WOOSTER, Ohio – It was a roller-coaster ride in the cattle business the first half of 2010, but one positive trend remains a constant – the trend toward higher-quality beef, according to Paul Dykstra, beef cattle specialist with the Certified Angus Beef brand.

Dykstra tracks variations in U.S. Department of Agriculture harvest and grading reports in the weekly e-newsletter column, Rearview Mirror on Quality.

“Relatively attractive prices for cull cows and bulls beefed up overall supplies since last winter, the number of all cattle harvested being up 1.8% over 2009,” Dykstra said. “That’s ironic, considering the U.S. cowherd is still shrinking at an annual rate of about 2%. It also means we are likely to see fewer of these culls on the market the rest of this year.”

The heifer share of federally inspected harvest was up 1.7% in the first half of 2010, compared to 2009. The fed cattle side shows a similar increase in head harvested, up nearly 1% for that first half. But Dykstra says there’s a lot going on behind that number.

“Carcass weights for fed cattle were down by a large gap compared to the prior year,” he said. Steer carcasses fell back 18 lbs. on average to 821 lbs.; the heifers, at 758 lbs., were 17 lbs. off the 2009 mark.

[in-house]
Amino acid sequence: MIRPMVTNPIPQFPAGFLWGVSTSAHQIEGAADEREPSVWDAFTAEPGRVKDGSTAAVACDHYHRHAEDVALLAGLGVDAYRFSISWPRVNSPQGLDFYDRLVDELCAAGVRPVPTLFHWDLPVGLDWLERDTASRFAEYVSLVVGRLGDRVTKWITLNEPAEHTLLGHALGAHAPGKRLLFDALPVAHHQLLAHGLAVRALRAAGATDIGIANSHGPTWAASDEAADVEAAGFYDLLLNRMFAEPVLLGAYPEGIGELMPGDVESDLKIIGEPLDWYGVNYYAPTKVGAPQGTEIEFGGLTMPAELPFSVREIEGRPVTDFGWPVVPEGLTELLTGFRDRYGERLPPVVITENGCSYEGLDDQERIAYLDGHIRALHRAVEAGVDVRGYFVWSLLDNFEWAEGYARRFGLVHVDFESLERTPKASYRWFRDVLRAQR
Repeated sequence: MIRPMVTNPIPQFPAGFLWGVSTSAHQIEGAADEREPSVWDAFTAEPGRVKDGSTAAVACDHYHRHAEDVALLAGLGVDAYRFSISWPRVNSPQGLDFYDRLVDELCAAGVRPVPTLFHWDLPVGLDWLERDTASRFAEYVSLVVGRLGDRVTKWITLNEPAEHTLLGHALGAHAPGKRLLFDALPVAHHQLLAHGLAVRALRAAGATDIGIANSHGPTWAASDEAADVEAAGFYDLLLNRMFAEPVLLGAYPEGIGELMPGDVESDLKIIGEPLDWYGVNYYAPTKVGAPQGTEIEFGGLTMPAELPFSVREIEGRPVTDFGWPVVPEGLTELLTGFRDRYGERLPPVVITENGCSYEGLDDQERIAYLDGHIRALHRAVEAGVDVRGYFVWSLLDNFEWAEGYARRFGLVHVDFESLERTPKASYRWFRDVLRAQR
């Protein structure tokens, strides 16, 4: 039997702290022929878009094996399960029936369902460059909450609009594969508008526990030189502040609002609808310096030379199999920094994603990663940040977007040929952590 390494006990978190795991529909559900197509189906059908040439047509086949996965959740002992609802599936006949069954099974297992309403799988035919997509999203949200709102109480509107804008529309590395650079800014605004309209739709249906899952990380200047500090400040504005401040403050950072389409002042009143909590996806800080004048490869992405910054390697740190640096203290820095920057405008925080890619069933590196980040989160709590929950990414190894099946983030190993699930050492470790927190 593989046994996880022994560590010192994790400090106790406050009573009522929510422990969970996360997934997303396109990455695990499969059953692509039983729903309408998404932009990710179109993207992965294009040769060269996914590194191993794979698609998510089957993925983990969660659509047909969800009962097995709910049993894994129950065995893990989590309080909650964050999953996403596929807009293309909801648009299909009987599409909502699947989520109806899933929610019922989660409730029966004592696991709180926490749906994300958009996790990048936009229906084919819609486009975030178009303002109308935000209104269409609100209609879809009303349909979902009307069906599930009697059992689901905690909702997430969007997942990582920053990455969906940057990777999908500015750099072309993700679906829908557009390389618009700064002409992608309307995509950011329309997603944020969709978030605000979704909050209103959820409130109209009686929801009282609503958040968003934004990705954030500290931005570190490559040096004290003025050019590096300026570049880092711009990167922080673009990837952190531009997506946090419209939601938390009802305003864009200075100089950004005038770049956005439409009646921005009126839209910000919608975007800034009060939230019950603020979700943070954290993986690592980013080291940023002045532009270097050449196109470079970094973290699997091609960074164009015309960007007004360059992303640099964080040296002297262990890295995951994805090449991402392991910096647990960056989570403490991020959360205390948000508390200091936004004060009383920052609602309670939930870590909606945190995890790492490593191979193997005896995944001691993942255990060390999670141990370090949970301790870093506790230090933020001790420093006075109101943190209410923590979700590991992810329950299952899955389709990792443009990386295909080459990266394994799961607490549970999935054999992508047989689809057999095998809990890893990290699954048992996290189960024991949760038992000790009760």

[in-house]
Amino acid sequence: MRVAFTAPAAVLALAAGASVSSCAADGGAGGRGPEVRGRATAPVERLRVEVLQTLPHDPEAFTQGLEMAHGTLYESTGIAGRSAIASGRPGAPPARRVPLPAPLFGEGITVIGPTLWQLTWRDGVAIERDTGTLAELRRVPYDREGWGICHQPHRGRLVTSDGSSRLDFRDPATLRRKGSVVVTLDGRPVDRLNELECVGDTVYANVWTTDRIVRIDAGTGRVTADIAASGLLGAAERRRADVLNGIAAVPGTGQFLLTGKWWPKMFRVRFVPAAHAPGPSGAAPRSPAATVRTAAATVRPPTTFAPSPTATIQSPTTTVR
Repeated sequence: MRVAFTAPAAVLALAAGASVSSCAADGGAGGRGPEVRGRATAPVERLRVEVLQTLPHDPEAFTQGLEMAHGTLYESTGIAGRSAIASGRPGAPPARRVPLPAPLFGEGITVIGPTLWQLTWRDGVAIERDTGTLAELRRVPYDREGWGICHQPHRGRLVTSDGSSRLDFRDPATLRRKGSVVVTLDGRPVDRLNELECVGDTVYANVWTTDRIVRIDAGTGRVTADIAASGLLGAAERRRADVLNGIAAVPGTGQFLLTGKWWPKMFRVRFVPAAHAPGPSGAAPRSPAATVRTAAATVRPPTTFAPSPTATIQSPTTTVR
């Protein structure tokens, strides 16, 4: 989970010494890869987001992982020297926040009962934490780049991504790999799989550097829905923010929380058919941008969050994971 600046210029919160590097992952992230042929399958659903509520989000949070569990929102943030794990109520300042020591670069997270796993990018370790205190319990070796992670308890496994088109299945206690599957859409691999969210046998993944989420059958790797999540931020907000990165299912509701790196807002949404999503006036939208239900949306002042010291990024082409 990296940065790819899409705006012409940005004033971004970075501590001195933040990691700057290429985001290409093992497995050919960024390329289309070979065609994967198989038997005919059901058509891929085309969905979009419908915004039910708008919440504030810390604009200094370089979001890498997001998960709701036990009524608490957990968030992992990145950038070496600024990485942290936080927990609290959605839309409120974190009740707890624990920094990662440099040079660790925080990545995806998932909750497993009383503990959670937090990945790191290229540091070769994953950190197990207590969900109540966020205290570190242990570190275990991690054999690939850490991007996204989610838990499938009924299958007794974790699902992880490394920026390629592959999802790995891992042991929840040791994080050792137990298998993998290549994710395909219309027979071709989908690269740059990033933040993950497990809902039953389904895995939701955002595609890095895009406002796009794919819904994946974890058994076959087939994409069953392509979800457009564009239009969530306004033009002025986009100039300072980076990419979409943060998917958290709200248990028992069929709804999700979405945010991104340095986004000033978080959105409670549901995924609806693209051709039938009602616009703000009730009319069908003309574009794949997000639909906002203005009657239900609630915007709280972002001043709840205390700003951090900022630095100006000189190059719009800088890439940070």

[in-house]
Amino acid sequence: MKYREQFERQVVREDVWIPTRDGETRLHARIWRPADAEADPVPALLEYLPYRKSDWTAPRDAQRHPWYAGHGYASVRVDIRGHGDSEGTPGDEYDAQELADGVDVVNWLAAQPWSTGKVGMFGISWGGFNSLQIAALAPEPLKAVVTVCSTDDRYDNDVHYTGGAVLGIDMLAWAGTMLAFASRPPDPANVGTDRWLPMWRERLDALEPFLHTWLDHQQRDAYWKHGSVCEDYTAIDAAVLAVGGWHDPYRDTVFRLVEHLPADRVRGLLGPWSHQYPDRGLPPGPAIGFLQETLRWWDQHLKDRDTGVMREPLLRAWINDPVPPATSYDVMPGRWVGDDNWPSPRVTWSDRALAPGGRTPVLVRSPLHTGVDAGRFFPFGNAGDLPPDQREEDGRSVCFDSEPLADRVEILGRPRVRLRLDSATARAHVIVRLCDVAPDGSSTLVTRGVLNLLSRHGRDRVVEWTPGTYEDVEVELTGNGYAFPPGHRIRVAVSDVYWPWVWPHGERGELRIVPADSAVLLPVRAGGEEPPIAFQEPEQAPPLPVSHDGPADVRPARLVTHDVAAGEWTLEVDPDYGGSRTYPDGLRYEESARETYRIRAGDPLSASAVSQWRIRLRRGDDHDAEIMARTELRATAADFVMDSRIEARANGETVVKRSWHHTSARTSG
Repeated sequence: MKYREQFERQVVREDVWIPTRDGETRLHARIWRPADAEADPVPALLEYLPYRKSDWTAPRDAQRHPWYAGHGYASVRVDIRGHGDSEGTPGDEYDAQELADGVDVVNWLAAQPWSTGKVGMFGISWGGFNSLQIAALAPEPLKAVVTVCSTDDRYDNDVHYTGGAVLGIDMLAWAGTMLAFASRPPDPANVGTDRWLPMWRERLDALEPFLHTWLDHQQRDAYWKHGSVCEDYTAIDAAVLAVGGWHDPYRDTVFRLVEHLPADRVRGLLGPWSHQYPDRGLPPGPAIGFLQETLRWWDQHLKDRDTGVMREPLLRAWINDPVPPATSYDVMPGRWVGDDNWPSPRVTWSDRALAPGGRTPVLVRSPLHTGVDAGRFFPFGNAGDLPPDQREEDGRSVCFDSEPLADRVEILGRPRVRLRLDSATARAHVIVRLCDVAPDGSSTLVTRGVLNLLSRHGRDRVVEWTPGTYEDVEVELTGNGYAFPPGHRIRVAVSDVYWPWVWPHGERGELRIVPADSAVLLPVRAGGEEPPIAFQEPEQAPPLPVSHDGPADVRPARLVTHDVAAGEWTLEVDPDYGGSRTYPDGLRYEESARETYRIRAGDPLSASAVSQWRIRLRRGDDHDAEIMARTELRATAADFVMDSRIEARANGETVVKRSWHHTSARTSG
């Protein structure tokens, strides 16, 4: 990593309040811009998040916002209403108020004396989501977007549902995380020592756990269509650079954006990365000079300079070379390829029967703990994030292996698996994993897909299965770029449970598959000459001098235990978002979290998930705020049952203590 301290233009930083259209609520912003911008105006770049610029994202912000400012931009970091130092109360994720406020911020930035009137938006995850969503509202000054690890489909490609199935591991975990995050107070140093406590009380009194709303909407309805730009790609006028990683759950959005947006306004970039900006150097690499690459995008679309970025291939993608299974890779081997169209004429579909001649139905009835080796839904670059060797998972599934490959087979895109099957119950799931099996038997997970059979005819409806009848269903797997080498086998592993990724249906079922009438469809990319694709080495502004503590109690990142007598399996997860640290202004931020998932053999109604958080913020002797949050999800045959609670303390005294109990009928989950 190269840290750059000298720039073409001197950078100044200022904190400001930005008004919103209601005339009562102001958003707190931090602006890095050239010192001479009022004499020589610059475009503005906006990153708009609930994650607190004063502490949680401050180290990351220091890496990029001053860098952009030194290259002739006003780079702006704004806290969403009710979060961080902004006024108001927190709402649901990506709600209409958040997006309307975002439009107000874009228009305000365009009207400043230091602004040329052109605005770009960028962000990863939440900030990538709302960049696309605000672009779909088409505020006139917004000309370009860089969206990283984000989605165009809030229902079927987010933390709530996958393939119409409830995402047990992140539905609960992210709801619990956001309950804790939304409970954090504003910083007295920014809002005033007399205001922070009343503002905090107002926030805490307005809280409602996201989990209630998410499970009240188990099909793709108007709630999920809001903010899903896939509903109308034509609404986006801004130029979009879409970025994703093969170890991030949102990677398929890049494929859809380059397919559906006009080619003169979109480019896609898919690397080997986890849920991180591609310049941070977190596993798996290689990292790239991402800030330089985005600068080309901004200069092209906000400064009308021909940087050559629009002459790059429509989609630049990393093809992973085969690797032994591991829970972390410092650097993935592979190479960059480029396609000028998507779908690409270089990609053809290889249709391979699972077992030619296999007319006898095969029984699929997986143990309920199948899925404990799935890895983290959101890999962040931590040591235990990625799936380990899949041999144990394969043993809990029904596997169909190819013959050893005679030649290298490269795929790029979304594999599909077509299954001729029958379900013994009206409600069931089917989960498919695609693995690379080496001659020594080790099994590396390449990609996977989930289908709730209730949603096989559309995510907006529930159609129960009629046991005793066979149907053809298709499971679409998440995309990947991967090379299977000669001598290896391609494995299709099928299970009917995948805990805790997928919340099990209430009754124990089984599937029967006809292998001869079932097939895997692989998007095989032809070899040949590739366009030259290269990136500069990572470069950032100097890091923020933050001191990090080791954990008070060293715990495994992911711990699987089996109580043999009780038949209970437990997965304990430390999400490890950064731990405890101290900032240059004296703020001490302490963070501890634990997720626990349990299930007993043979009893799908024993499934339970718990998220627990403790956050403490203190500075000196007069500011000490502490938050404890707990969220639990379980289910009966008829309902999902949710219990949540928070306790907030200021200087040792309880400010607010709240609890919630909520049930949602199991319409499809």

“Winter hit the U.S. feeding belt with particular force,” he explained. “Cold, wet conditions persisted, leaving most feedlots with daily gains and feed conversions in dire condition. Pens were sent to market early or well below target weights just to get it over with and stop the expense meter.”

For much of this year packers have seen profits, and feedlots in the top-five states had a nice run since the mid-March mid-$90s to a six-week sustained average above $98 per hundredweight (cwt.), Mr. Dykstra said. “Both were willing to keep the harvest chains full at those prices, so the bottom line is that it took more cattle to reach the packers’ sales-volume targets.”

As a result, there is a 1.2% decrease in tonnage of fed cattle carcass beef, despite the higher head count.

On the other side of the coin is the continued uptrend in available Choice and Prime grade beef. This trend started in 2008 when the share of Choice beef moved up from 52% to 55.4%, followed by a similar jump to 58.9% Choice in 2009.

“The first-half 2010 share of Choice is 62.5%, with another 3.1% Prime – a 10 percentage-point increase in the share of Choice cattle in the mix since 2007, and more than a point gain in the share of Prime means that grade volume is up by a third in less than three years,” Mr. Dykstra said. “Maybe the rough winter this year boosted quality grade. Research indicates greater feed intake in cold weather tends to improve marbling.”